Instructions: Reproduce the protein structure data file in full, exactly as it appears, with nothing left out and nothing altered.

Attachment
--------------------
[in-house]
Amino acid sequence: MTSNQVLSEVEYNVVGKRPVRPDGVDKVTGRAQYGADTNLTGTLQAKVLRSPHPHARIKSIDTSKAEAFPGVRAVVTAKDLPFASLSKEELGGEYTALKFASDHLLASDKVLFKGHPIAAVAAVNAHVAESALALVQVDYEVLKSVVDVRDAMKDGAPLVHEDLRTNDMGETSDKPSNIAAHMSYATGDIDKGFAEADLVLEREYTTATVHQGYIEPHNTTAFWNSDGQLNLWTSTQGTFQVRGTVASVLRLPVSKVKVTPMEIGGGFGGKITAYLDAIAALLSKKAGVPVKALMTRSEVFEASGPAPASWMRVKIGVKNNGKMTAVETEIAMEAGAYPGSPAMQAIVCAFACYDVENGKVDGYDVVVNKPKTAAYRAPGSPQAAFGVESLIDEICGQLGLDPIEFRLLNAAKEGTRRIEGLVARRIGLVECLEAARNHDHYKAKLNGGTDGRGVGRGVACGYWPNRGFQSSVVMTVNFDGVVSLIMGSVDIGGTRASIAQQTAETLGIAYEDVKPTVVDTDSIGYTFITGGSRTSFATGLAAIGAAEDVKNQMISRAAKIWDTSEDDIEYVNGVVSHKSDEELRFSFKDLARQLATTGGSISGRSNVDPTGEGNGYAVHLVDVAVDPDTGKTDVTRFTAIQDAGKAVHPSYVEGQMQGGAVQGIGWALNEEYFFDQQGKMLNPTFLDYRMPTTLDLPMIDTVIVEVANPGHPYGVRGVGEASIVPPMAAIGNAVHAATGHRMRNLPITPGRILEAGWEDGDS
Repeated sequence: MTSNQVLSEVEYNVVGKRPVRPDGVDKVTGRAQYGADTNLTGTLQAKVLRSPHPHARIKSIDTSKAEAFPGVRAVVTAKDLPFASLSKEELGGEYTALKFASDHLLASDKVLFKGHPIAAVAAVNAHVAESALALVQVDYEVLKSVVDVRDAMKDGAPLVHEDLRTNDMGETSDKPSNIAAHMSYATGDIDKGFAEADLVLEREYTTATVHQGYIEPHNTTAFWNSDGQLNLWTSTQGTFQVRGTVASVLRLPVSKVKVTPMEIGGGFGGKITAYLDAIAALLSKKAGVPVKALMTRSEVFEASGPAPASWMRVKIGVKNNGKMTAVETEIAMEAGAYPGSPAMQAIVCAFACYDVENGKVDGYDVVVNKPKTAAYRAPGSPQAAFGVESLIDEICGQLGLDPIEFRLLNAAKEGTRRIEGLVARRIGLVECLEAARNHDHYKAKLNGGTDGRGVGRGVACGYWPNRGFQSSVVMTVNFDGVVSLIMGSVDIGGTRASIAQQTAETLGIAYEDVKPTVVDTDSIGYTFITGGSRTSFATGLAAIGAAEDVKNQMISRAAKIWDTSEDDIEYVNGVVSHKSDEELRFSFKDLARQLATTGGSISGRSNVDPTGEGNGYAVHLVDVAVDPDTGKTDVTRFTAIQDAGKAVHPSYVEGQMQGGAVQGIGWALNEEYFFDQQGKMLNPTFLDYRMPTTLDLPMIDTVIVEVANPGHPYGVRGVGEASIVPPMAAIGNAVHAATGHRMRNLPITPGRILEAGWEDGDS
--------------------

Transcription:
[in-house]
Amino acid sequence: MTSNQVLSEVEYNVVGKRPVRPDGVDKVTGRAQYGADTNLTGTLQAKVLRSPHPHARIKSIDTSKAEAFPGVRAVVTAKDLPFASLSKEELGGEYTALKFASDHLLASDKVLFKGHPIAAVAAVNAHVAESALALVQVDYEVLKSVVDVRDAMKDGAPLVHEDLRTNDMGETSDKPSNIAAHMSYATGDIDKGFAEADLVLEREYTTATVHQGYIEPHNTTAFWNSDGQLNLWTSTQGTFQVRGTVASVLRLPVSKVKVTPMEIGGGFGGKITAYLDAIAALLSKKAGVPVKALMTRSEVFEASGPAPASWMRVKIGVKNNGKMTAVETEIAMEAGAYPGSPAMQAIVCAFACYDVENGKVDGYDVVVNKPKTAAYRAPGSPQAAFGVESLIDEICGQLGLDPIEFRLLNAAKEGTRRIEGLVARRIGLVECLEAARNHDHYKAKLNGGTDGRGVGRGVACGYWPNRGFQSSVVMTVNFDGVVSLIMGSVDIGGTRASIAQQTAETLGIAYEDVKPTVVDTDSIGYTFITGGSRTSFATGLAAIGAAEDVKNQMISRAAKIWDTSEDDIEYVNGVVSHKSDEELRFSFKDLARQLATTGGSISGRSNVDPTGEGNGYAVHLVDVAVDPDTGKTDVTRFTAIQDAGKAVHPSYVEGQMQGGAVQGIGWALNEEYFFDQQGKMLNPTFLDYRMPTTLDLPMIDTVIVEVANPGHPYGVRGVGEASIVPPMAAIGNAVHAATGHRMRNLPITPGRILEAGWEDGDS
Repeated sequence: MTSNQVLSEVEYNVVGKRPVRPDGVDKVTGRAQYGADTNLTGTLQAKVLRSPHPHARIKSIDTSKAEAFPGVRAVVTAKDLPFASLSKEELGGEYTALKFASDHLLASDKVLFKGHPIAAVAAVNAHVAESALALVQVDYEVLKSVVDVRDAMKDGAPLVHEDLRTNDMGETSDKPSNIAAHMSYATGDIDKGFAEADLVLEREYTTATVHQGYIEPHNTTAFWNSDGQLNLWTSTQGTFQVRGTVASVLRLPVSKVKVTPMEIGGGFGGKITAYLDAIAALLSKKAGVPVKALMTRSEVFEASGPAPASWMRVKIGVKNNGKMTAVETEIAMEAGAYPGSPAMQAIVCAFACYDVENGKVDGYDVVVNKPKTAAYRAPGSPQAAFGVESLIDEICGQLGLDPIEFRLLNAAKEGTRRIEGLVARRIGLVECLEAARNHDHYKAKLNGGTDGRGVGRGVACGYWPNRGFQSSVVMTVNFDGVVSLIMGSVDIGGTRASIAQQTAETLGIAYEDVKPTVVDTDSIGYTFITGGSRTSFATGLAAIGAAEDVKNQMISRAAKIWDTSEDDIEYVNGVVSHKSDEELRFSFKDLARQLATTGGSISGRSNVDPTGEGNGYAVHLVDVAVDPDTGKTDVTRFTAIQDAGKAVHPSYVEGQMQGGAVQGIGWALNEEYFFDQQGKMLNPTFLDYRMPTTLDLPMIDTVIVEVANPGHPYGVRGVGEASIVPPMAAIGNAVHAATGHRMRNLPITPGRILEAGWEDGDS